Monday, February 25, 2019

REVIEW: 'The Good Doctor' - Shaun Adjusts to a New Work Environment at the Hospital in 'Believe'

ABC's The Good Doctor - Episode 2.16 "Believe"

The new chief of surgery, Dr. Jackson Han, believes Dr. Shaun Murphy is a liability more than an asset and works to keep him out of the operating room permanently.

In 2018, there were 495 scripted shows airing amongst the linear channels and streaming services. The way people are consuming content now is so different than it used to be. It happens according to one's own schedule. As such, there is less necessity to provide ample coverage of each specific episode in any given season from a show. Moreover, it is simply impossible to watch everything. As such, this site is making the move to shorter episodic reviews in order to cover as many shows as possible. With all of that being said, here are my thoughts on the next episode of ABC's The Good Doctor.

"Believe" was written by Sal Calleros & Karen Struck and directed by Alrick Riley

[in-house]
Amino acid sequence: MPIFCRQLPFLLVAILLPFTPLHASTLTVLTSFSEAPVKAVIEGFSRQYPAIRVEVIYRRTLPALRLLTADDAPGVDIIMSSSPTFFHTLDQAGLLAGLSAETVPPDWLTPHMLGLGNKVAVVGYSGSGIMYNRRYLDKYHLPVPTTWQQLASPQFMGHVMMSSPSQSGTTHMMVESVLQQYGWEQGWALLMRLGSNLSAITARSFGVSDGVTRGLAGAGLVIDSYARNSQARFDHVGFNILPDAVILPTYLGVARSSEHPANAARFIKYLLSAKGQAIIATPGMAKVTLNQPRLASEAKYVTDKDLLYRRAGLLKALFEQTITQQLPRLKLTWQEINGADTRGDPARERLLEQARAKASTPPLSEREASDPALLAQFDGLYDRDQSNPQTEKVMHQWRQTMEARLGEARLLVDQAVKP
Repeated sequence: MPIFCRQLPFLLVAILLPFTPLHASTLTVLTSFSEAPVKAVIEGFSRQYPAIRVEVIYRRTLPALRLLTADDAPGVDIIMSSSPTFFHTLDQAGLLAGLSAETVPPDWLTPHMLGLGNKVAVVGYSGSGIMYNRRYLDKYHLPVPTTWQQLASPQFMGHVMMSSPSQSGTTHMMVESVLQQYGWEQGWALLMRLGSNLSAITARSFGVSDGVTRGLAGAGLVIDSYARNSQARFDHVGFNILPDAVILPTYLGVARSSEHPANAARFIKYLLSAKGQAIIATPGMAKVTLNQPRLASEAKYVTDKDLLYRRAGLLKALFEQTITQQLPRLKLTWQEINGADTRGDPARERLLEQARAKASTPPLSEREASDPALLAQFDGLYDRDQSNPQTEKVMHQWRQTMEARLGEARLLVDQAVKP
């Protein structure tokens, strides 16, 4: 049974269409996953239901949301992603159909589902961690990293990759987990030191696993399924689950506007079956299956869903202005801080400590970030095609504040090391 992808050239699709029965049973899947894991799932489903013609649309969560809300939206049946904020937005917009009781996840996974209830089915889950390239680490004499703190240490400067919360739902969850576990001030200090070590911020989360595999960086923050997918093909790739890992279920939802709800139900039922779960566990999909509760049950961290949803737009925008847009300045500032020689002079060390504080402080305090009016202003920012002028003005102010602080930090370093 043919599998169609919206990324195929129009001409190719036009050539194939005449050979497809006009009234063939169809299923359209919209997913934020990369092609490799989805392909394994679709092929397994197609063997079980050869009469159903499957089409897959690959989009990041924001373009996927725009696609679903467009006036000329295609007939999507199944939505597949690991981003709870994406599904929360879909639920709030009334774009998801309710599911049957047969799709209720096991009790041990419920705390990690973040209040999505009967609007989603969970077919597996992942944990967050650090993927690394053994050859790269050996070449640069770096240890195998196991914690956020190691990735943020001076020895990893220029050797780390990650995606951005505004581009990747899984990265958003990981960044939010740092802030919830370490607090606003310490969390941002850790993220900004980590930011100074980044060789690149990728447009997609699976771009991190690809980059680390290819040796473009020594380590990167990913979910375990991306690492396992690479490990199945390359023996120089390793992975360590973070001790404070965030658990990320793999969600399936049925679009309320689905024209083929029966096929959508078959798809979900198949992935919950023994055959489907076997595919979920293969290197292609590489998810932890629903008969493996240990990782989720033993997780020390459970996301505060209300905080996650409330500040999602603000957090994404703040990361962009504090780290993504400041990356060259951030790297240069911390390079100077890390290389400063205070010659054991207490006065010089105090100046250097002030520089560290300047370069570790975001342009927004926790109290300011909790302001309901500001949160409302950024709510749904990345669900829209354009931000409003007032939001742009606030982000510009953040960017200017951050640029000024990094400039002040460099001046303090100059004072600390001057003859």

Han is noble and genuine enough to admit when he's wrong. However, the show is defining so much of his character as him wanting Shaun out of the surgical residency program. Again, that's a character trait that has defined some of the other characters in their early interactions with Shaun. And yet, the show has mostly moved away from telling that kind of story in order to find new, potentially interesting avenues worth exploring. It has mostly done well in that regard too. As such, it feels a little regressive for this conflict to come up once more. The season did start with Andrews telling the residents how they needed to improve in the surgical program. Claire has absolutely flourished in this environment. She is the standout amongst the residency class. She can communicate effectively with her patient here even when she doesn't want to use the word miracle in order to talk about his cancer shrinking with no medical intervention whatsoever. Meanwhile, Shaun still has communication problems and an inability to really acknowledge when he has done something blatantly wrong. The show gives Han more of a leg to stand on in this debate as well. He found a solution that allowed Shaun to remain at the hospital changing lives. He just won't be interacting with patients now that he is in the pathology department. It's a different environment. One that can still be shiny and exciting. And yet, Shaun is also realizing that he enjoys seeing the cases through to their natural conclusions. He enjoys formulating ideas with a team and having his input heard and respected. This environment features him in a more isolated way. Sure, he has a friend here already. But he's not exactly happy with the changes. He is still willing to try to change to the circumstances. He doesn't quite know how to push back and fight for what he has worked hard to achieve as a surgical resident. Instead, he's mostly taking his frustrations out at home by reorganizing the canned goods in the kitchen. That doesn't serve anyone well though. And yet, it's still horrifying when Shaun sneaks into a patient's room and goes through her purse. That would be just cause for Han to take even more action against Shaun. But it's ultimately behavior that is rewarded because Shaun's hunch about this case actually turns out to be true. This woman isn't dying from a tumor that can't be fully removed. Instead, she simply has a worm in her brain and can live a very long and happy life. It's a very uplifting outcome. It may also be the show trying to get the audience on Han's side by pointing out that no matter how much Shaun wants this it may not be the best career for him. It's still very appreciated to see him fight back. This has to be something that he wants and can make the argument for him being in the program. It can't simply be Lim or Claire going to Han saying that Shaun deserves to be there. Shaun takes that step here even though it doesn't change anything. As such, it will remain fascinating to see if this will remain the conflict that defines the final episodes of the season or if some additional twist will occur which will complicate everything. Glassman does complete chemotherapy here after all - which is a little lame considering he just learned to appreciate the community of people also getting treatment alongside him.